This book intricately details not only the changes that the NYPD deemed necessary post 9/11 to keep its own citizens... as well... as the world's peace loving citizens safe... from terrorism... but also shares historical data regarding terrorist strikes... before 9/11. Did you know that Ellis Island... then known as "Black Tom Island"... had served as a storage yard for munitions waiting for shipment to Europe... before America was actually a part of World War I? On July 30, 1916 a "terrorist" set off a blast that not only sent shrapnel through the metal skin of the Statue of Liberty... and blew holes in buildings... but killed a ten-year-old boy in his crib in New Jersey. People were shook awake as far away as Philadelphia and Maryland. Many other pre-9/11 terrorist attacks including the assassination of Jewish Defense League leader Rabbi Meir Kahane... and the 1993 World Trade Center bombing... are covered... as the author "reverse-engineers" the current high state of terrorist alert... we now find ourselves living in.

Since 9/11 the NYPD has completely reconfigured its job descriptions... along with its intelligence and security boundaries. The two main characters in this reincarnation are Police Commissioner, Ray Kelly... and former CIA head of United States operations... and now NYPD Intelligence Chief David Cohen. Ray and David believe that New York's role in the arena of world terror... is not unlike throwing a stone into a placid lake... you know there will be outward ripples. Terrorist activity in New York... affects the world...
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Most Recent Customer Reviews
1.0 out of 5 stars A globalist stooge trying to sell us the war on ...
A globalist stooge trying to sell us the war on terror. And of course, his heroes are the establishment installed insiders, who so bravely pedal the party line. Read more
Published 7 months ago by alvin kathka
1.0 out of 5 stars So poorly written, it is painful.
Granted, the topic is very challenging, so I could tolerate the "one concept per chapter" structure. (The cop. The city. Etc. Read more
Published 17 months ago by Mark Twain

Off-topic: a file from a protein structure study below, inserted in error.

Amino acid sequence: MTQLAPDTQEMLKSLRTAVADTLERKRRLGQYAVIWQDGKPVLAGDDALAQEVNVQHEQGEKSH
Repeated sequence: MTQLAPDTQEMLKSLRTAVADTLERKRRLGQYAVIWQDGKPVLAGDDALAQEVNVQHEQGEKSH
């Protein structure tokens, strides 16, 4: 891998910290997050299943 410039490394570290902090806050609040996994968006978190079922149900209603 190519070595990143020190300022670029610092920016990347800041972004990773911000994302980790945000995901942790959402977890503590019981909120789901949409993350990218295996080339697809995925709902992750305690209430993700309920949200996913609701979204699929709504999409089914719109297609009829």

2.0 out of 5 stars TV, It Is Not!!!
This book proves that police work, good police work, is not like televison.

In the TV series "Kojack," our bald headed hero would have captured every terrorist in New... Read more
Published on May 19, 2010 by Big D
4.0 out of 5 stars Local law enforcement's role in counterterrorism
Author Christopher Dickey examines the unique role that local law enforcement plays in securing the homeland from terrorism threats. Read more
Published on April 23, 2010 by Mitch Wander
2.0 out of 5 stars Lackluster
Aside from the blatant Anti-Bush-bias held by the author, I expected more substance on the NYPD CTD. Read more
Published on February 8, 2010 by Edzo
5.0 out of 5 stars The Best Anti-Terrorist Force in the USA is the NYPD
This is a wonderful read... a fascinating analysis of the NYPD's astounding effort to apply real intelligence to the threat of terrorism. Read more
Published on January 13, 2010 by Amazon Customer
4.0 out of 5 stars How good policing can beat terrorism
You'll gain a whole new perspective on the job they do. The book reveals how defeating terrorism has little to do with the so-called "Global War on Terror" and almost everything to... Read more
Published on July 24, 2009 by coach
4.0 out of 5 stars Ask's and answers the tough questions about policing in the age of...
I enjoyed reading this book and I have to commend Christopher Dickey for writing a well-rounded and thorough examination of what it is like to have to secure the biggest terror... Read more
Published on May 12, 2009 by R. C Sheehy
5.0 out of 5 stars Thinking Globally, Policing Locally
"Securing The City" describes, with journalistic immediacy, how the NYPD's Counterterrorism Division is organized and operates to keep the city safe after 9/11. Read more